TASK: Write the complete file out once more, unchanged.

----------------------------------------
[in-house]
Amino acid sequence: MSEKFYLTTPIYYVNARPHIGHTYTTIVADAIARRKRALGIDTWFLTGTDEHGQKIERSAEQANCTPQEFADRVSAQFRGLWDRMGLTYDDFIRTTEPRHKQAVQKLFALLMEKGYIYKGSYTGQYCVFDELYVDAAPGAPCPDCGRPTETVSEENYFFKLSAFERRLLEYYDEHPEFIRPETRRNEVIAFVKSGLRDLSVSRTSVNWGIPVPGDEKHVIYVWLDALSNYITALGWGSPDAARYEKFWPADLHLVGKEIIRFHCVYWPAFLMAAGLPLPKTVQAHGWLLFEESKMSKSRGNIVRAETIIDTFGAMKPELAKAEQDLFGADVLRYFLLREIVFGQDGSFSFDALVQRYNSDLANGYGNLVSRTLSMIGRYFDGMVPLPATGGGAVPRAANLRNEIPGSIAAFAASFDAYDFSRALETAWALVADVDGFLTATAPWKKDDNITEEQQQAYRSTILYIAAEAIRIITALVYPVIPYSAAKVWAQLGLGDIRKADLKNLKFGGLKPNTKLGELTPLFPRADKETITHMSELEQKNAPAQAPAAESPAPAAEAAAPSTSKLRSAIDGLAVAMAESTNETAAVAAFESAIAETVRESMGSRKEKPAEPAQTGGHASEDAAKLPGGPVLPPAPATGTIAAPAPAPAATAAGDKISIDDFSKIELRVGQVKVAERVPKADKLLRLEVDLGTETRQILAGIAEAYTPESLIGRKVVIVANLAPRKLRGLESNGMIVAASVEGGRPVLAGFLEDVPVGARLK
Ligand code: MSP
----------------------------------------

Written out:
[in-house]
Amino acid sequence: MSEKFYLTTPIYYVNARPHIGHTYTTIVADAIARRKRALGIDTWFLTGTDEHGQKIERSAEQANCTPQEFADRVSAQFRGLWDRMGLTYDDFIRTTEPRHKQAVQKLFALLMEKGYIYKGSYTGQYCVFDELYVDAAPGAPCPDCGRPTETVSEENYFFKLSAFERRLLEYYDEHPEFIRPETRRNEVIAFVKSGLRDLSVSRTSVNWGIPVPGDEKHVIYVWLDALSNYITALGWGSPDAARYEKFWPADLHLVGKEIIRFHCVYWPAFLMAAGLPLPKTVQAHGWLLFEESKMSKSRGNIVRAETIIDTFGAMKPELAKAEQDLFGADVLRYFLLREIVFGQDGSFSFDALVQRYNSDLANGYGNLVSRTLSMIGRYFDGMVPLPATGGGAVPRAANLRNEIPGSIAAFAASFDAYDFSRALETAWALVADVDGFLTATAPWKKDDNITEEQQQAYRSTILYIAAEAIRIITALVYPVIPYSAAKVWAQLGLGDIRKADLKNLKFGGLKPNTKLGELTPLFPRADKETITHMSELEQKNAPAQAPAAESPAPAAEAAAPSTSKLRSAIDGLAVAMAESTNETAAVAAFESAIAETVRESMGSRKEKPAEPAQTGGHASEDAAKLPGGPVLPPAPATGTIAAPAPAPAATAAGDKISIDDFSKIELRVGQVKVAERVPKADKLLRLEVDLGTETRQILAGIAEAYTPESLIGRKVVIVANLAPRKLRGLESNGMIVAASVEGGRPVLAGFLEDVPVGARLK
Ligand code: MSP